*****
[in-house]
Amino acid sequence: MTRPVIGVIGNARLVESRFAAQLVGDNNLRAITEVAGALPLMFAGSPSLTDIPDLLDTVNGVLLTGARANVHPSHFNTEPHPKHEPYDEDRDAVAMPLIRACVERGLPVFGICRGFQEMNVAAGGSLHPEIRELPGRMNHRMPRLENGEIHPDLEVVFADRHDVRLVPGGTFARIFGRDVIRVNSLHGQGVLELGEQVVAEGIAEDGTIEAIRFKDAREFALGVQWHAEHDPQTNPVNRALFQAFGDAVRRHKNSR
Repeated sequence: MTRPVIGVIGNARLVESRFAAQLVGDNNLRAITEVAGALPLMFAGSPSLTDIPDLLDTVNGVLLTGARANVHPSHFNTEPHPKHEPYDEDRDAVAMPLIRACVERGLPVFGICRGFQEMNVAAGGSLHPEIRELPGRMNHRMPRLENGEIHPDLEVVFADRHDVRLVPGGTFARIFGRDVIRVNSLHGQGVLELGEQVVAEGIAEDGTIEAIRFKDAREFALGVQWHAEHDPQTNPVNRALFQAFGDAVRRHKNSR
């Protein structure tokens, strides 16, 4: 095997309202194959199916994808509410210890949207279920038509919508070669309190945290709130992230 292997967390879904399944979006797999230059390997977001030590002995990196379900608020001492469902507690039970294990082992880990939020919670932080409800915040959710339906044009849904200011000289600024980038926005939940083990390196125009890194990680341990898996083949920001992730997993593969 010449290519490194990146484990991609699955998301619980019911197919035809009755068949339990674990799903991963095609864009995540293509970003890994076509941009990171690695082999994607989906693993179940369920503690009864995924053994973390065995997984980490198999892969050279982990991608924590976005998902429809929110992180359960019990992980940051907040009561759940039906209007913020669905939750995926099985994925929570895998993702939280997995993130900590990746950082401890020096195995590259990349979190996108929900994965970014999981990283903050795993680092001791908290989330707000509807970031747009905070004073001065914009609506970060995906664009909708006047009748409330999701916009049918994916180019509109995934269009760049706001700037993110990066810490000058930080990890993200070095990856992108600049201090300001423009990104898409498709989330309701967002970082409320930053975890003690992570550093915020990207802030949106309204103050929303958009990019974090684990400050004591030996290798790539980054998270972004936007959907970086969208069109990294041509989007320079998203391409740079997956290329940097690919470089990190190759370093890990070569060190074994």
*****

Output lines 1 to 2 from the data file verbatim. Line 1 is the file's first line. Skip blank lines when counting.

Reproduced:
[in-house]
Amino acid sequence: MTRPVIGVIGNARLVESRFAAQLVGDNNLRAITEVAGALPLMFAGSPSLTDIPDLLDTVNGVLLTGARANVHPSHFNTEPHPKHEPYDEDRDAVAMPLIRACVERGLPVFGICRGFQEMNVAAGGSLHPEIRELPGRMNHRMPRLENGEIHPDLEVVFADRHDVRLVPGGTFARIFGRDVIRVNSLHGQGVLELGEQVVAEGIAEDGTIEAIRFKDAREFALGVQWHAEHDPQTNPVNRALFQAFGDAVRRHKNSR